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Re: Ornithoms, Parrots, and others
>But it isn't compatible with the "ground up" cursorial scenario of the origin
>of flight. In the "ground up" scenario, birds evolve flight as ground-dwelling
>animals by accumulating the anatomical features associated with flight for
>non-flight reasons. They become arboreal only >after< flying makes trees
>accessible. If the standard model admits tree-climbing non-avian coelurians,
>then it is virtually indistinguishable from BCF, and I can get off my soapbox.
This assumes that "anatomical features associated with flight" equates to
"anatomical features associated with arboreality". While the two should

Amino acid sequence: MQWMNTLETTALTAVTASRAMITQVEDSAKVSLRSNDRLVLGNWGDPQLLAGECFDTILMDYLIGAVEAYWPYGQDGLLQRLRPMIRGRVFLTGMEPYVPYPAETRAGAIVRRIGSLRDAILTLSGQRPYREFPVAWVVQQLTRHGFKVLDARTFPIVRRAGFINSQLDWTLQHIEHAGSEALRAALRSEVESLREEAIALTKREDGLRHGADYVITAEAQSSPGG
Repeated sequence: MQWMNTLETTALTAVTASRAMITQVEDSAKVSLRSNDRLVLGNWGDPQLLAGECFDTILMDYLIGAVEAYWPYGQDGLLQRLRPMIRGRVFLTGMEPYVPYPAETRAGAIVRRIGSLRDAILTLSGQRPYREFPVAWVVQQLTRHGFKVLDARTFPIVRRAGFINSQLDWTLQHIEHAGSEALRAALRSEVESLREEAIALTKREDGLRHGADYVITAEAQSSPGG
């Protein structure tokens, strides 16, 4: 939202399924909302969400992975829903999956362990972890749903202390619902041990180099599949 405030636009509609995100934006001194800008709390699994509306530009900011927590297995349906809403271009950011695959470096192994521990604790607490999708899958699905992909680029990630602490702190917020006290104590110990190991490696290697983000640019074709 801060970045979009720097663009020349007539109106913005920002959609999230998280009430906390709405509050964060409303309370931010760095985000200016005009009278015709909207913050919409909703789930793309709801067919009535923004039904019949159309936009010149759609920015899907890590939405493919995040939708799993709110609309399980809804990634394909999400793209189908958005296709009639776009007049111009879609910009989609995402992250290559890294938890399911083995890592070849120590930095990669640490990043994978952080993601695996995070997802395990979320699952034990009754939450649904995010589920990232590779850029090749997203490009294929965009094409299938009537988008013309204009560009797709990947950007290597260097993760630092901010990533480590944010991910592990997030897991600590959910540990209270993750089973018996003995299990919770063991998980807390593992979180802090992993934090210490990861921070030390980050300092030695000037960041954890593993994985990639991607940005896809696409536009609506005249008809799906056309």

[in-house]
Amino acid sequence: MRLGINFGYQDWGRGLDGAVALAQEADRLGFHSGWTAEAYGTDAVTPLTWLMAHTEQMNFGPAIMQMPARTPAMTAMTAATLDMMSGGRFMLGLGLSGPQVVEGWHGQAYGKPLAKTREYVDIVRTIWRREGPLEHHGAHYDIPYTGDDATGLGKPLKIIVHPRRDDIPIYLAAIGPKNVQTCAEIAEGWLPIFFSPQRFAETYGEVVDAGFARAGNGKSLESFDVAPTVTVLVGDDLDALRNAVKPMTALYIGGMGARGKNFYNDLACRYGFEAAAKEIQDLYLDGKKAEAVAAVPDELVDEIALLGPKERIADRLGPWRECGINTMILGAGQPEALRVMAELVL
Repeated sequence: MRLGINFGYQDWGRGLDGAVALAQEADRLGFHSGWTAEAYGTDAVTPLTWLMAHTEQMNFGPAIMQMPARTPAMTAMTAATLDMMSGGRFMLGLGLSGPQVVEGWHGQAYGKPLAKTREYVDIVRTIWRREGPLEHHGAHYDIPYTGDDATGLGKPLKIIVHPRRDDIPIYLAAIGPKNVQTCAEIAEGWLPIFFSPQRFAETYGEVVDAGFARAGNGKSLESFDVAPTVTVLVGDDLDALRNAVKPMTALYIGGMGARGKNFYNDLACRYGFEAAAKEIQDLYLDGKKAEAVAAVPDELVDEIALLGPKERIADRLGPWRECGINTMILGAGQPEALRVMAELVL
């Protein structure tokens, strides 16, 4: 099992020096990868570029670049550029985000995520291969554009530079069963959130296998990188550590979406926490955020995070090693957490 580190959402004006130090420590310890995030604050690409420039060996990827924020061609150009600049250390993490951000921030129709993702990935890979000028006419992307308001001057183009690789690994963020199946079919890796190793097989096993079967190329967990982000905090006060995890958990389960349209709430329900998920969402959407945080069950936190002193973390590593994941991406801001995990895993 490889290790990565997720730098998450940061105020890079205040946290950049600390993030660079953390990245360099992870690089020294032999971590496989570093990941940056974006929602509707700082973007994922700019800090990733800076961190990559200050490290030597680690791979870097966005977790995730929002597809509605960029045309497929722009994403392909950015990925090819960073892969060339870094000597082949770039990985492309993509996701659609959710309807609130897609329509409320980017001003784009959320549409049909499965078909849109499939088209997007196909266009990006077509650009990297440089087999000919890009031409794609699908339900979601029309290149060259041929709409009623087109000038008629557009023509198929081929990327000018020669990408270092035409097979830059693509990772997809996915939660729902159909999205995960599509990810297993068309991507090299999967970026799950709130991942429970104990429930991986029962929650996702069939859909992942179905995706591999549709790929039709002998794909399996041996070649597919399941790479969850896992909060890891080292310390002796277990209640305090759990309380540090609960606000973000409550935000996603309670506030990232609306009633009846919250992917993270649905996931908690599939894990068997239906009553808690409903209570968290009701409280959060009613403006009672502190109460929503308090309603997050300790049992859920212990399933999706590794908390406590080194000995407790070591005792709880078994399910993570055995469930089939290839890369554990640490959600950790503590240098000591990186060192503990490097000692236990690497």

overlap, I do not see them as synonymous.
I think the two models ARE pretty much indistinguishable, but that is
because at some point in the evolution of arboreality (whenever it
occurred) there must have been, presumably, partially-arboreal forms, but I
think that these would be extremely hard to identify. Arboreality involves
a much less specialized suite of characters than flight (and has evolved
far more often); these characters are quite reversible. Consider the
recently-discovered 'dingiso', a terrestrial tree kangaroo from New Guinea.
This species evolved from arboreal tree kangaroos, which in turn evolved
from terrestrial kangaroos, which in turn evolved from arboreal
phalangeroids! If those sorts of reversals (including the final shift to
the ground WITHIN the genus Dendrolagus) can occur that frequently in a
single line of marsupials, presumably the same sorts of shifts could have
happened with equal ease in non-avian coelurians - and sorting such shifts
out based on fossils could be well-nigh impossible.
Ronald I. Orenstein Phone: (905) 820-7886
International Wildlife Coalition Fax/Modem: (905) 569-0116
1825 Shady Creek Court
Mississauga, Ontario, Canada L5L 3W2 mailto:firstname.lastname@example.org